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Evolutionary Syntax

By Ljiljana Progovac

This book "outlines novel and testable hypotheses, contains extensive examples from many different languages" and is "presented in accessible language, with more technical discussion in footnotes."


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The Making of Vernacular Singapore English

By Zhiming Bao

This book "proposes a new theory of contact-induced grammatical restructuring" and "offers a new analytical approach to New English from a formal or structural perspective."


Academic Paper


Title: Interpretation of contrastive pitch accent in six- to eleven-year-old English-speaking children (and adults)
Author: Kiwako Ito
Institution: Ohio State University
Author: Sarah A. Bibyk
Institution: University of Rochester
Author: Laura Wagner
Email: click here TO access email
Homepage: http://faculty.psy.ohio-state.edu/wagner/
Institution: Ohio State University
Author: Shari R. Speer
Email: click here TO access email
Homepage: http://www.ling.ohio-state.edu/~speer
Institution: Ohio State University
Linguistic Field: Language Acquisition; Phonetics
Subject Language: English
Abstract: Both off-line and on-line comprehension studies suggest not only toddlers and preschoolers, but also older school-age children have trouble interpreting contrast-marking pitch prominence. To test whether children achieve adult-like proficiency in processing contrast-marking prosody during school years, an eye-tracking experiment examined the effect of accent on referential resolution in six- to eleven-year-old children and adults. In all age groups, a prominent accent facilitated the detection of a target in contrastive discourse sequences (pink cat→ cat), whereas it led to a garden path in non-contrastive sequences (pink rabbit→ monkey: the initial fixations were on rabbits). While the data indicate that children as young as age six immediately interpret contrastive accent, even the oldest child group showed delayed fixations compared to adults. We argue that the children's slower recovery from the garden path reflects the gradual development in cognitive flexibility that matures independently of general oculomotor control.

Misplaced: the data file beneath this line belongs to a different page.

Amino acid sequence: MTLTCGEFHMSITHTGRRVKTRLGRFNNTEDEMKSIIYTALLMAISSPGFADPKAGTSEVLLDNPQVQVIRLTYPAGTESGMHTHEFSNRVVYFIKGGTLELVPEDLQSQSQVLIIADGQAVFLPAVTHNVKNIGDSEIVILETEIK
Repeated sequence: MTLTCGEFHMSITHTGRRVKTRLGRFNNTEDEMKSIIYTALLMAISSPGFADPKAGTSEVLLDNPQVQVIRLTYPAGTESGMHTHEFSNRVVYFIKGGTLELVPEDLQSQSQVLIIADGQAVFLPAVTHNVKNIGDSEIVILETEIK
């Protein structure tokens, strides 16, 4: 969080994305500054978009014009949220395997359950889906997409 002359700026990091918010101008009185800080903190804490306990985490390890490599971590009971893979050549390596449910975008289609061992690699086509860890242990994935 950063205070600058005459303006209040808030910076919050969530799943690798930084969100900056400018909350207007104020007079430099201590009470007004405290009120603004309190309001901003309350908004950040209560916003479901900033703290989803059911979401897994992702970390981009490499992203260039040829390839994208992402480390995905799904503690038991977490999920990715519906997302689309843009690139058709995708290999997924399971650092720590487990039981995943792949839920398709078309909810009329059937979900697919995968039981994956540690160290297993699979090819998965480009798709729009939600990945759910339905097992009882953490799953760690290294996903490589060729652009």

CUP AT LINGUIST

This article appears IN Journal of Child Language Vol. 41, Issue 1, which you can READ on Cambridge's site or on LINGUIST .



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